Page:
What you need to know
- A coalition of 154 activist groups has written to Apple over its failure to protect freedom of information and expression.
- The group says Apple has failed to enact its own human rights policy introduced earlier this year.
- The letter also criticizes lobbying efforts to undermine the Uyghur Forced Labor Prevention Act, continued repression of Apple Store employees in Hong Kong, and more.
A coalition of more than 150 activist groups has penned an open letter to Apple CEO Tim Cook highlighting the company's failure to enact its own human rights policy.
The letter, published today, was written by 154 groups representing Tibetan, Uyghur, Southern Mongolian, Hongkonger, Taiwanese, and Chinese people, in response to Apple's "continued failure to protect freedom of information and expression" despite a new human rights policy it introduced in August.
From the letter:
In June, at the Worldwide Developers Conference, you addressed the issue of equality head-on saying: "We must all aim far higher to build a future that lives up to our ideals. This means taking action."While your statement was addressing racial justice, it was swiftly followed by Apple's Human Rights Policy, formalizing the company's commitment to human rights on a global scale, including supply chain standards and the rights of freedom of expression, access to information, and privacy. We were initially encouraged by this move.
However, the letter says that writing a policy document is not enough, and highlighted several failings from Apple since despite dialogue with many groups from within the coalition. Specifically the letter highlights:
- Apple's lobbying efforts to undermine and make less transparent Apple's responsibilities under the Uyghur Forced Labor Prevention Act"
- The "continued repression" of freedom of expression by banning Hong Kong Apple Store employees from publicly support the pro-democracy movement, as well as censoring pro-freedom and pro-democracy slogans for product engraving
- Failure to detail mechanisms for implementing the commitments laid out in Apple's Human Rights Policy
The group further highlighted repression across China:
We know you are aware of the extent of China's repression across China, occupied Tibet, East Turkistan, Southern Mongolia, and most recently Hong Kong. It's hard to overstate the chilling effect the Chinese Communist Party's (CCP) censorship and surveillance regime has on freedom of expression, severely restricting and limiting the civil and political rights of those living under Chinese rule. This includes the construction of an Orwellian surveillance state in occupied Tibet, the incarceration of between 1.8 to 3 million Uyghurs, the recent demolition of "One Country Two Systems" in Hong Kong that breaches multiple international laws and the United Nations Declaration of Human Rights, cultural genocide in Southern Mongolia, the ongoing military intimidation and geopolitical bullying of Taiwan, and the detention, disappearance, and death of countless Chinese lawyers, feminists, democracy activists, and anyone else deemed a threat by the Chinese Communist Party.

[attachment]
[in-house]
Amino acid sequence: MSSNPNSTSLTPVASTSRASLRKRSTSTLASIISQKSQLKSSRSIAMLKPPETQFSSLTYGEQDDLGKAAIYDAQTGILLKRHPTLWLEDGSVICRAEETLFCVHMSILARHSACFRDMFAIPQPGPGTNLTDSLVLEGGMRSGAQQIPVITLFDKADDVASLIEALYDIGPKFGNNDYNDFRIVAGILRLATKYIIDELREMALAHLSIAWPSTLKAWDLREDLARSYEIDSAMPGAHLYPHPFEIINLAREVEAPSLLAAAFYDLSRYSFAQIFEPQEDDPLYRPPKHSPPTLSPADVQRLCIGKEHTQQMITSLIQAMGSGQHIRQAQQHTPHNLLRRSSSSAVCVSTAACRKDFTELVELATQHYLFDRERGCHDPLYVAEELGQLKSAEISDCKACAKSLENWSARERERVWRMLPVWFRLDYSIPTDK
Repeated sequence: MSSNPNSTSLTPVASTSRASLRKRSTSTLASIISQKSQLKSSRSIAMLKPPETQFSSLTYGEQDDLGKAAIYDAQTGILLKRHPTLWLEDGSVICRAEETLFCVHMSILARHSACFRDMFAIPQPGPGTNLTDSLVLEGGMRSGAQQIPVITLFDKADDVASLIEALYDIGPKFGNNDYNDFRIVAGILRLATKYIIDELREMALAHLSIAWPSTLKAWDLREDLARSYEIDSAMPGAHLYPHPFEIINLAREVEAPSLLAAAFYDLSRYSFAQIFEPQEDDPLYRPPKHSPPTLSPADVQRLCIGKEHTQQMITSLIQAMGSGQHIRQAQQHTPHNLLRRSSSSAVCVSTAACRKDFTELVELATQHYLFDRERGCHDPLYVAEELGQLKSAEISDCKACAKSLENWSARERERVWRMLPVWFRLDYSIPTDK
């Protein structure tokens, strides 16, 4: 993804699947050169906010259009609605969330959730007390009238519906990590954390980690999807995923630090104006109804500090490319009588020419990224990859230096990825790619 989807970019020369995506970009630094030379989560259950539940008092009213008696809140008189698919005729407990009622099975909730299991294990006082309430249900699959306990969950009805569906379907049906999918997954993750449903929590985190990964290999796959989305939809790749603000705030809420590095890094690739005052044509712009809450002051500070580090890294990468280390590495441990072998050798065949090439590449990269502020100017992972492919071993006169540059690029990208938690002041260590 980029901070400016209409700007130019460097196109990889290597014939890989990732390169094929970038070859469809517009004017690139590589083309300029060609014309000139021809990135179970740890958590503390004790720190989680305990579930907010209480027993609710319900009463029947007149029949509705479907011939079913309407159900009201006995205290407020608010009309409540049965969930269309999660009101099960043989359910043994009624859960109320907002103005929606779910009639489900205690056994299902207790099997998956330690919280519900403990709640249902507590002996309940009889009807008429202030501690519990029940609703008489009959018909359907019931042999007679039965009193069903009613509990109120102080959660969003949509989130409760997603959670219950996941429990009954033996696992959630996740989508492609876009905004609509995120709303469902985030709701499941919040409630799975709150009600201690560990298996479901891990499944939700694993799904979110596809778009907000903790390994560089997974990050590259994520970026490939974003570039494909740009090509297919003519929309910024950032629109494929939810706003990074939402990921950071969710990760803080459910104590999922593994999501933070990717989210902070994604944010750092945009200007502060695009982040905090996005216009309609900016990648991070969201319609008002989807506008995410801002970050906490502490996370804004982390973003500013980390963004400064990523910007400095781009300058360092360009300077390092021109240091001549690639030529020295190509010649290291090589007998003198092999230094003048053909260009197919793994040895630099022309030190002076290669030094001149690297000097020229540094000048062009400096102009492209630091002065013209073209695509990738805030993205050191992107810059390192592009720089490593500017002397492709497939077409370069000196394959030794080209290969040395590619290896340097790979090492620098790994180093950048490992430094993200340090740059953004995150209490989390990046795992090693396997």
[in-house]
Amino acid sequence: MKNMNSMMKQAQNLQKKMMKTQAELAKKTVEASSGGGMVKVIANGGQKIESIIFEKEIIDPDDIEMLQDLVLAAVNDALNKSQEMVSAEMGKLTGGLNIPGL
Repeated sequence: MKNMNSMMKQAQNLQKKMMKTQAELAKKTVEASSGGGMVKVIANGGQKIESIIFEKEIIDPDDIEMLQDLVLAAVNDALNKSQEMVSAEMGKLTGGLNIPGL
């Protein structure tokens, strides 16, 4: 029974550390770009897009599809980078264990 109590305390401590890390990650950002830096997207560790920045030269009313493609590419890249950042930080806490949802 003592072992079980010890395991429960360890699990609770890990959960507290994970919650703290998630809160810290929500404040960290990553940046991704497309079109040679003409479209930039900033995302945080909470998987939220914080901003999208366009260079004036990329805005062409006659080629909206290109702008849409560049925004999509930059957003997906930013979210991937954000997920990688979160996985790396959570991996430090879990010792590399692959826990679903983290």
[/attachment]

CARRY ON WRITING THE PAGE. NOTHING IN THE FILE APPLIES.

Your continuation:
The letter also accuses Apple of enabling violations of human rights in Hong Kong, in particular the sentencing of several pro-democracy activists who had "evidence" leveraged against them in court, seemingly extracted from a locked iPhone.
The group says Apple "simply cannot continue to repeat the age-old rhetoric that engagement is the pathway forward to improving human rights in China and regions under the Chinese government's control, and that the Company's hands are tied given national law."
Whilst the coalition recognizes there is no "magic wand", it says that people need Apple "to take concrete steps" towards making changes.
In a press release accompanying the letter, the coalition stated:
The tech giant introduced the new policy following shareholder pressure over its respect for human rights in China, including blocking apps like Virtual Private Networks (VPNs) from China's App Store that help users evade censorship and surveillance. Shareholders filed a new proposal calling on Apple to report on how it is implementing the human rights policy, but Apple's lawyers took action to prevent the proposal being discussed or voted on.
Pema Doma, from Students for a Free Tibet, said that by blocking the vote, Apple was "trying to silence us", and wanted to "brush Chinese, Uyghur, Tibetan, and Hongkonger human rights under the carpet" whilst bowing to CCP censorship demands.
SumOfUs's Vicky Wyatt stated that Apple's human rights policy was "nothing but empty words", and that Apple had doubled down on censorship whilst stating it values free expression.